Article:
From Oakland, California, to Semarang, Indonesia, these chief resilience officers are fighting to make their cities stronger—whether through flood planning or cybersecurity.
Published on Co.Design
By Katharine Schwab
Resiliency is everywhere today. Governments around the world are thinking about how to make their infrastructure adaptable to the stresses and shocks of a changing world. Yet, because many federal governments’ attention is stretched thin, compounded by budget issues and political debate, much of the necessary work of resilience is falling to cities—and within cities, to chief resilience officers.
In 2013, the Rockefeller Foundation started an initiative called 100 Resilient Cities to give 100 cities across the globe the tools to become more resilient. Among the initiative’s many components was the creation of an entirely new C-suite job within city government: the chief resilience officer. With a mandate to work across agencies and departments, the CRO is an advocate for resilient thinking within individual city governments.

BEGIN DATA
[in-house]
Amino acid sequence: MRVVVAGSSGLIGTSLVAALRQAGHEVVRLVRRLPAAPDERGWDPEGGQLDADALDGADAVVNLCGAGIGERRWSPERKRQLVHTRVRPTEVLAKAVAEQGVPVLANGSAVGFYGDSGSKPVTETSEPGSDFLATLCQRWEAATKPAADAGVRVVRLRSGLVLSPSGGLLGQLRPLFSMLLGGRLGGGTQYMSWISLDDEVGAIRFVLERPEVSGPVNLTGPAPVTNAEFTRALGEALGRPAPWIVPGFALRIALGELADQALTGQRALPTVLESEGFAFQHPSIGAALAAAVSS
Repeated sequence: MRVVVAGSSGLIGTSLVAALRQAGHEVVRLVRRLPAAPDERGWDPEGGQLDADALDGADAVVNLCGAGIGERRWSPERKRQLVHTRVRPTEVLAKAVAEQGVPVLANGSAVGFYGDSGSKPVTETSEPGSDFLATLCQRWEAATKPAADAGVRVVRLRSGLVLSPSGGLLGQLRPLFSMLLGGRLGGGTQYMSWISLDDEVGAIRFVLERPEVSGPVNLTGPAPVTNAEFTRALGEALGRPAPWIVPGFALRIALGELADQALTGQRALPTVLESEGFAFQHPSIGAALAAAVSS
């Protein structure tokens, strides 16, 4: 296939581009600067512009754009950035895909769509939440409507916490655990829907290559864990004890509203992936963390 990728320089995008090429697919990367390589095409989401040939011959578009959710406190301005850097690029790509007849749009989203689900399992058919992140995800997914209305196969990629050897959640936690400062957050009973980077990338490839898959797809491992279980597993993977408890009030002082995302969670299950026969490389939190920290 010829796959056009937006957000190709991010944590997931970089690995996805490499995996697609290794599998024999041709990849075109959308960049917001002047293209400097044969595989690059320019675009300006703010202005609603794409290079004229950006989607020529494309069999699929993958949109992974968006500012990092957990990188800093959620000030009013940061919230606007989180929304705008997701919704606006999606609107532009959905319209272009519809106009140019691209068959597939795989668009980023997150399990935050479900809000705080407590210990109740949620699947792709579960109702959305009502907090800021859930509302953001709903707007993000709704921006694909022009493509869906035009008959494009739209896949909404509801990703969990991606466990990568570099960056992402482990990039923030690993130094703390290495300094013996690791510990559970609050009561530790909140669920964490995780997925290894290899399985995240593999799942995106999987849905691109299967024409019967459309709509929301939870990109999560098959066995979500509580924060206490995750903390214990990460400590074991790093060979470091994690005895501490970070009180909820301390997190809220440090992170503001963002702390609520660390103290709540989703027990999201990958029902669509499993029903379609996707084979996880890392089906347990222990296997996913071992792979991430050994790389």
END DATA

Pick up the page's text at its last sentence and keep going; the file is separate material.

Now, four years after the initiative was established, 100 cities have signed on to participate in the program, creating a strong network of chief resilience officers around the world.
Co.Design spoke with five CROs representing a wide range of cities: Oakland; Semarang, Indonesia; Rotterdam; Pittsburgh; and Mexico City.
Read complete article How 5 Chief Resilience Officers Are Preparing For The Next 50 Years | Co.Design